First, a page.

From the paperback back cover:

It takes a sniper to know a sniper. Seventy years after one of Russia’s most decorated World War II snipers vanishes from history, Bob Lee Swagger picks up her trail, traveling across oceans and time to understand the forces that conspired to silence her. As modern eneimies pursue him through the streets and mountains of Ukraine, Swagger will not rest until he brings Mili Petrova the justice he believes she was denied. From the Battle of Kursk – the largest armored engagement in history – to a thrilling modern-day manhunt among fanatical terrorists, shrews Mossad operators, and the greatest sniper to ever handle a rifle, Sniper’s Honor is a tour de force from one of the greatest thriller writers ever to pick up a pen.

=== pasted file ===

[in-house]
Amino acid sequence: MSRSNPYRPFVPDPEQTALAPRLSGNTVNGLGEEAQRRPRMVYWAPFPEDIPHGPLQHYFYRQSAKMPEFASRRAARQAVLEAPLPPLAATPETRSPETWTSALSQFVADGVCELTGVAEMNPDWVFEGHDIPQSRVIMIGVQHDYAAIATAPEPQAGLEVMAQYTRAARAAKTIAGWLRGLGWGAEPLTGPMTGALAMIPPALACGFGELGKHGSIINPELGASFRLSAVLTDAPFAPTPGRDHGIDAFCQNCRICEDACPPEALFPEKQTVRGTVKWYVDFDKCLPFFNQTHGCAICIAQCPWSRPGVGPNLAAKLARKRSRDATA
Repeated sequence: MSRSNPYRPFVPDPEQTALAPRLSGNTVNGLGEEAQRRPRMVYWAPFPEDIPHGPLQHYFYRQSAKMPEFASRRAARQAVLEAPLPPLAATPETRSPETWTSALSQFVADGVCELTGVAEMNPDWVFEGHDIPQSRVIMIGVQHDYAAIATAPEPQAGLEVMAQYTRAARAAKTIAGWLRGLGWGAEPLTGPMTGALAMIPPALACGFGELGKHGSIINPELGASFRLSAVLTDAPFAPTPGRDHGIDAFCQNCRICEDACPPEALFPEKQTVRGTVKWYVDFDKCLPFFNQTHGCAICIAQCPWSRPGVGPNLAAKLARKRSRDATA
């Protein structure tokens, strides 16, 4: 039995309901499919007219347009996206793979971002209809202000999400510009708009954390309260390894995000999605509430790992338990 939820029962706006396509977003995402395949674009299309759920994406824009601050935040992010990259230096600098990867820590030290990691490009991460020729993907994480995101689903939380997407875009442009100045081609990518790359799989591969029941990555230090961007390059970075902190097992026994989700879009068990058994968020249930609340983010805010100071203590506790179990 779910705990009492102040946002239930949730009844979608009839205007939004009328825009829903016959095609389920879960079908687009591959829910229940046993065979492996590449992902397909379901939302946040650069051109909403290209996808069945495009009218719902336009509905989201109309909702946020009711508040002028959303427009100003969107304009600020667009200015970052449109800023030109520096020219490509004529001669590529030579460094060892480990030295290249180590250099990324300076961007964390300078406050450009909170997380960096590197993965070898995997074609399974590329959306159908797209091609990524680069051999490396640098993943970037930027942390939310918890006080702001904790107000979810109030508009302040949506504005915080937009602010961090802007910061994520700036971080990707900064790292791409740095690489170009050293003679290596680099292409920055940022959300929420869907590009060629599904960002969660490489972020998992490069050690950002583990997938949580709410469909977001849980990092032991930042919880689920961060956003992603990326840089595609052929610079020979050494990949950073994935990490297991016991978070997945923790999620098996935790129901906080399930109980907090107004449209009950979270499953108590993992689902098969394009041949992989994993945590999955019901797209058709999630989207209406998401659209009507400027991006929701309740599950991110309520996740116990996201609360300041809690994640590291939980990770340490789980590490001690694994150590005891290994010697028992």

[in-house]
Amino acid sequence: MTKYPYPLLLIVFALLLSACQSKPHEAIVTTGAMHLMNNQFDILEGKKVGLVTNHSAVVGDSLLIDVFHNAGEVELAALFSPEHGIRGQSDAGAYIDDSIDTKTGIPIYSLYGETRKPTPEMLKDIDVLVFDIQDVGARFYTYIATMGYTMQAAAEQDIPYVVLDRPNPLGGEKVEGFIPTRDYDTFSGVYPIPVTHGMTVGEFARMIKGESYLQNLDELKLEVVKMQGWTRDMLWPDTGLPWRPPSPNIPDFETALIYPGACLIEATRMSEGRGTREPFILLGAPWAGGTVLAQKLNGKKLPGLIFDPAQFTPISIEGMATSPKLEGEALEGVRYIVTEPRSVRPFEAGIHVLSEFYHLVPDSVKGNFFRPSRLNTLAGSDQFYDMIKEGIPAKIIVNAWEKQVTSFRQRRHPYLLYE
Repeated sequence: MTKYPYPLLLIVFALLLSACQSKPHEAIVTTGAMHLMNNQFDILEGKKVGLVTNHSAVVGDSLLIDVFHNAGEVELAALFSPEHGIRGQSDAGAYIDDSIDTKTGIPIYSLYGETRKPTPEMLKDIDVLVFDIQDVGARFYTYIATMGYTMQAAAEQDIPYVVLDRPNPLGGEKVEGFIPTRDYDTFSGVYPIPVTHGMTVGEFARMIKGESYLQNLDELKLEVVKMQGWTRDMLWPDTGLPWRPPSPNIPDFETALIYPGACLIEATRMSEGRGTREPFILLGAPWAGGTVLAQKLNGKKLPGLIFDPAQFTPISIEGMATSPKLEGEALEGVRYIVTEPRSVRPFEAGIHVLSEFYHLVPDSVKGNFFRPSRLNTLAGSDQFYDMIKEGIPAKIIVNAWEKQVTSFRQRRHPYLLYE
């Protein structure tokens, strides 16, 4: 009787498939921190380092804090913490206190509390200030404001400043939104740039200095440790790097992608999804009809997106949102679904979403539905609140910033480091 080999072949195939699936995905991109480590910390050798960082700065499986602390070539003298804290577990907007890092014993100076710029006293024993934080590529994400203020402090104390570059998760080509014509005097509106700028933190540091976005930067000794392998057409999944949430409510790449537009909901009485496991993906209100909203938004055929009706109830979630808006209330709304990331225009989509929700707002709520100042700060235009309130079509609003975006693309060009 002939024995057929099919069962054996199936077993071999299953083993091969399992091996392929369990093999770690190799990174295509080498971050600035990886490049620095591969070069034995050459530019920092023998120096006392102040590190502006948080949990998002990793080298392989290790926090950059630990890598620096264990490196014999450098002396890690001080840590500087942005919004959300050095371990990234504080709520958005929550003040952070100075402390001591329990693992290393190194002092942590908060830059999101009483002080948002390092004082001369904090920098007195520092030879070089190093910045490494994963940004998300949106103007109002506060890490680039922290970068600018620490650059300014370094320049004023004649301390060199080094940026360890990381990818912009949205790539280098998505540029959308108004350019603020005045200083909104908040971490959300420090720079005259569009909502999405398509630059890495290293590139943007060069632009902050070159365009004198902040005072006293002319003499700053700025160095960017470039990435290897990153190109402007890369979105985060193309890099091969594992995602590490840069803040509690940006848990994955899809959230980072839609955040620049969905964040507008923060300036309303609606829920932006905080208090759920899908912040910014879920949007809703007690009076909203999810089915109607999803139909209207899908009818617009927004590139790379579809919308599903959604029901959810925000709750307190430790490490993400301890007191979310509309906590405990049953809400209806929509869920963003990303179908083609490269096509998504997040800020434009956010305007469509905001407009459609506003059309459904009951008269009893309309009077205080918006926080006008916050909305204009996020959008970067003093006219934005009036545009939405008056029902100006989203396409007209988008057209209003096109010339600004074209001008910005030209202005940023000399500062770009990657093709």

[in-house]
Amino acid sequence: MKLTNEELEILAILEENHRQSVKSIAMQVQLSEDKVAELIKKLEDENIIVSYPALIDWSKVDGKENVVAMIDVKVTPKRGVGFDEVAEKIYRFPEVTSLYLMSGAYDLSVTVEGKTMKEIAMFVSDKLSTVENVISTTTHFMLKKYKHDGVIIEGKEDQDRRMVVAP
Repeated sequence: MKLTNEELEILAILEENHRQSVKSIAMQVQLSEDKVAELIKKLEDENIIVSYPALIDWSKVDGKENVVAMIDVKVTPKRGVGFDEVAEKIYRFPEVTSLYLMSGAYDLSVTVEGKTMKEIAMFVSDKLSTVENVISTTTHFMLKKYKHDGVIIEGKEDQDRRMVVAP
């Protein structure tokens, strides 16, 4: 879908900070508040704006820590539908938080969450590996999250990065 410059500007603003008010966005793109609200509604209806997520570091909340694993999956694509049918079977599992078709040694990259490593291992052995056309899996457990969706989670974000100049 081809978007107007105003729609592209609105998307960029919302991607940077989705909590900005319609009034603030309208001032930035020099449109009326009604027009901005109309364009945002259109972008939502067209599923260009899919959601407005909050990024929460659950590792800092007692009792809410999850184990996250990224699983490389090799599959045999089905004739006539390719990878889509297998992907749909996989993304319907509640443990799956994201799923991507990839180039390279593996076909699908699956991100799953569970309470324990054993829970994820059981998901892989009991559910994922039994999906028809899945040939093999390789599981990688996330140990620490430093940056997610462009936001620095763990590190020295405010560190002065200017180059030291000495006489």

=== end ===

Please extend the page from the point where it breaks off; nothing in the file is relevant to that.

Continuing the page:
2013 The Third Bullet

Hunter’s only self-biography. Kidding.

However, his novel that takes on the much-discussed Kennedy assassination starts with a reporter who has been tipped a new clue, a gun-solvent stained coat found in the building across the street from the Dallas Book Repository. The reporter is clearly created after Hunter himself. Audacious! Evn more audacious is Hunter then killing himself off, setting the stage for the character’s widow “Jean”(!) to interest Bob Lee Swagger in taking the case.

From that first chapter, Hunter’s take on JFK is quite fascinating. It smacks of authenticity, the result of (as  Hunter notes) his “good-faith effort to play fair by the data established in The Warren Commission Report, Case Closed by Gerald Posner, and Reclaiming History by Vincent Bugliosi. Lee Harvey Oswald is always where those volumes say he was, and he always does what they say he did.”

One of the best of the later Bob Lee Swagger novels.

2003: Havana